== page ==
Though it might not be in line with the club's technical-driven playing philosophy, the Montreal Impact could really use some physical specimens in the side.While the Montreal Impact’s upper management thinks of ways it can improve the team for next season and transform it into a legitimate title contender, it will surely be keeping a very close eye on the ongoing MLS playoffs.
What becomes immediately apparent from observing the playoffs so far is that the speed and physicality of the games, compared to those of the regular season, have significantly increased; and that’s a concern for the Impact, who already struggled in the regular season to cope with the physical nature of many matches.
An elegant possession side like Real Salt Lake, one which the Impact have tried to emulate, has had to adjust to the often frenetic tempos of the playoffs and play a different game than they did in the regular season. It’s difficult to imagine that the Impact, even if they had arrived to the playoffs in the best of form, would have been able to do the same.
The spine of the team is made up of veterans well into their 30’s – Marco Di Vaio, Patrice Bernier and Matteo Ferrari – and it needs to be supplemented by younger and more athletic players.
At centre-back, the Impact might already be set for next season. Former Deportivo La Coruna defender Adrian Lopez was signed in order to replace the now-retired Alessandro Nesta, but suffered an ACL tear in August. When the 26-year-old does return next year, he should be able to complement Ferrari with his mobility. Imposing academy product Wandrille Lefevre has made big strides and will be a solid option. Hassoun Camara, who played predominantly at right fullback this season, is expected to switch back to this preferred position in central defence as well.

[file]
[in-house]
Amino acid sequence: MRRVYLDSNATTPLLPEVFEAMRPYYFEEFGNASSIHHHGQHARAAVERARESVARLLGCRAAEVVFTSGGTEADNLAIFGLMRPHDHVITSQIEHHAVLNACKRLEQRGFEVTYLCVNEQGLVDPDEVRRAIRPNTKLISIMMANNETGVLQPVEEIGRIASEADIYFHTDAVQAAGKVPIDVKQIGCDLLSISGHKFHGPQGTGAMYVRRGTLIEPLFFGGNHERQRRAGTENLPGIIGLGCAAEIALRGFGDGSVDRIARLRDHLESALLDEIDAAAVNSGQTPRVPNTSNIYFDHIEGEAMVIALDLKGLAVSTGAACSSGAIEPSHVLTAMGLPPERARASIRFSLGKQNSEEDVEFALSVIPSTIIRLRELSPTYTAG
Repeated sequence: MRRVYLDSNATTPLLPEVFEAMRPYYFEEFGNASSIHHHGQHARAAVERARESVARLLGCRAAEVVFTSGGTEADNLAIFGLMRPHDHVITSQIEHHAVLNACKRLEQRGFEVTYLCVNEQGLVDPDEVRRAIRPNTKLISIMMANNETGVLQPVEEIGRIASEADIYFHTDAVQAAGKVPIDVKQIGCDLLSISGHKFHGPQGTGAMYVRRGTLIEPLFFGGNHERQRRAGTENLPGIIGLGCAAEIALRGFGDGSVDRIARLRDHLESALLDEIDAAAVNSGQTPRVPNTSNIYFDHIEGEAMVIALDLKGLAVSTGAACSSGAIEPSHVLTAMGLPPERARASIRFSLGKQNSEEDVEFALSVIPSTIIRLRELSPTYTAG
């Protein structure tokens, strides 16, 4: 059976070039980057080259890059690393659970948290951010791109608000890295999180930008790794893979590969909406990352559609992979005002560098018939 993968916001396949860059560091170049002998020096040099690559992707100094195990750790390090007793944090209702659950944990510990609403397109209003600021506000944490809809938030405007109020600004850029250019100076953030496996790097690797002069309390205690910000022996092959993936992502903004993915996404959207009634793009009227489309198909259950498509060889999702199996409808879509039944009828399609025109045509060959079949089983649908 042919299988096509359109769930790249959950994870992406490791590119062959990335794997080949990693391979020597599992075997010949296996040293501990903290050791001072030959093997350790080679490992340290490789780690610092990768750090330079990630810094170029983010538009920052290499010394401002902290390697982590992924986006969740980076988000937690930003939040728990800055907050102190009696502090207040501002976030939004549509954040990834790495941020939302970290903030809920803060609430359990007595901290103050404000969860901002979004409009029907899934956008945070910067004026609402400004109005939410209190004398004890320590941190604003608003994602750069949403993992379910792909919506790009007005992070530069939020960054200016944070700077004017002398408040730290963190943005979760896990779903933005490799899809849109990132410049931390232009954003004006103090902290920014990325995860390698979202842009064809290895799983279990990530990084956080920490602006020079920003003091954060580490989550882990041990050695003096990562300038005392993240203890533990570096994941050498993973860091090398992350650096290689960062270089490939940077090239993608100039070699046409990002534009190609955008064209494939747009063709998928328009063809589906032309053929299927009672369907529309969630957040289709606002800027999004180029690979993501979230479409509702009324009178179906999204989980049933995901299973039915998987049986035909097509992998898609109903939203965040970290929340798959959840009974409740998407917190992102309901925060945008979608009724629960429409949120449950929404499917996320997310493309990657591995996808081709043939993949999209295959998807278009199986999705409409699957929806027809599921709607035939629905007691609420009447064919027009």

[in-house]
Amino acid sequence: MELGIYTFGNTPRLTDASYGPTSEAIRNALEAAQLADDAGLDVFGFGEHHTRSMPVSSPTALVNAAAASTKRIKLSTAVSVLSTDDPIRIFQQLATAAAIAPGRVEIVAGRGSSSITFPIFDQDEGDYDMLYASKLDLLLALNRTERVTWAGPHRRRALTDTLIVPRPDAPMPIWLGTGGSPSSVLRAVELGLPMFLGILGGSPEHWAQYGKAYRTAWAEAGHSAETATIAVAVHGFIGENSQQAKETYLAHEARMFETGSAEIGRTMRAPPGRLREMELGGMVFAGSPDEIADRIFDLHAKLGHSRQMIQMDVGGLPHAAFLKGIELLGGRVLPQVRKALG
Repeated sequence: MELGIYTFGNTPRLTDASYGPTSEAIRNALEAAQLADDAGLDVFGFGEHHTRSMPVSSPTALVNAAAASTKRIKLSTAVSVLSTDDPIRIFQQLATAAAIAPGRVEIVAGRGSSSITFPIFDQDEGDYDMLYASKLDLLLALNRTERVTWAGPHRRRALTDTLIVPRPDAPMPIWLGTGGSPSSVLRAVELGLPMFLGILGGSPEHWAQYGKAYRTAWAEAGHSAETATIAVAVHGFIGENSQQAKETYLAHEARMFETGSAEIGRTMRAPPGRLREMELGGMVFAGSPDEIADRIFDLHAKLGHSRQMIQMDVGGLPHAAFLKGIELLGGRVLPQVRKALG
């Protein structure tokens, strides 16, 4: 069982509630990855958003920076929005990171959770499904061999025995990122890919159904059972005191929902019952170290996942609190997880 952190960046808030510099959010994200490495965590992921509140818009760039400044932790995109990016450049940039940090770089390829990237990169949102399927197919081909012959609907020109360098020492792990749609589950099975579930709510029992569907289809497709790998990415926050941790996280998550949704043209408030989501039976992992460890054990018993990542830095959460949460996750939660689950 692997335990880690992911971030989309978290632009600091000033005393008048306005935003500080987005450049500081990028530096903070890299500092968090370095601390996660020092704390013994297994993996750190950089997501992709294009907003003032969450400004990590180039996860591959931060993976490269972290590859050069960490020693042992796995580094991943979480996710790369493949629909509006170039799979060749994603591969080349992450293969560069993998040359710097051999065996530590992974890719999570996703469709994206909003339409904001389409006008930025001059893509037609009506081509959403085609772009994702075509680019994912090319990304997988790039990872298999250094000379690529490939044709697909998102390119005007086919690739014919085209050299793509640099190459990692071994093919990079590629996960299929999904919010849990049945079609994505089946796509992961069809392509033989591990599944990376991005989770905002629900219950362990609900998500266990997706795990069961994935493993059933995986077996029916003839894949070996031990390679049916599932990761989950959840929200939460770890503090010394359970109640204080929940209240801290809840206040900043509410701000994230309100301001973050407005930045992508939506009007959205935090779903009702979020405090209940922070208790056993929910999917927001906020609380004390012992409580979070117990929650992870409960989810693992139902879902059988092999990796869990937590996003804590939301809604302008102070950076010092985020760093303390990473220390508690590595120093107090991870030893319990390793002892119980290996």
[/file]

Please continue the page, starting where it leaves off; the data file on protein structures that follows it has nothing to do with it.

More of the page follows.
Where the Impact will really need a significant injection of athleticism is in midfield, particularly on the outside, as none of the team’s wingers, except for draft pick Blake Smith, are really capable of playing the full length of the field for 90 minutes. Since most teams in MLS play a 4-4-2 and like to attack down the outside instead of through the middle, having wingers that can quickly track back is essential. Against Houston in the playoffs, the Impact were often caught in numerical disadvantage on the flanks as Andrea Pisanu and Justin Mapp struggled to get back in time to help mark up.
The general lack of physical ability in the side also means that the Impact seldom ever press opponents high up the field. Usually it’s up to one of the forwards to identify an opportunity to press the opponent and start the charge - his teammates will then quickly close the space down behind him. The trouble is that the Impact usually play with Marco Di Vaio alone in the attack, and the 37-year-old often prefers to stay put and conserve his energy rather than chase down the opposition.
The lack of a pressing game hurt Montreal dearly at home at the end of the season in losses against Columbus, Vancouver and New England, as all three were given far too much time and space to move the ball forward in transition.
The Impact will need to decide whether they want to stick with their preferred one-striker formation with Felipe sitting behind Di Vaio or go with a more traditional 4-4-2. If they take the latter option, which is likely, they’ll need to acquire a second forward who can really complement the Italian, especially a player who can hold up the ball in midfield.
Di Vaio isn’t very adept at playing with his back to goal, because he easily gets out-muscled and shrugged off the ball. He excels at getting in behind the opposing defence and stretching the field, but the Impact need a player in the attack that can check back and help keep the ball from time to time and give the team a breather – especially on the road.
Part of the Impact’s philosophy has been to try to acquire players with strong technical qualities as opposed to physical ability, but given the way the 2013 season played out, they’ll desperately need to strike a balance between the two.
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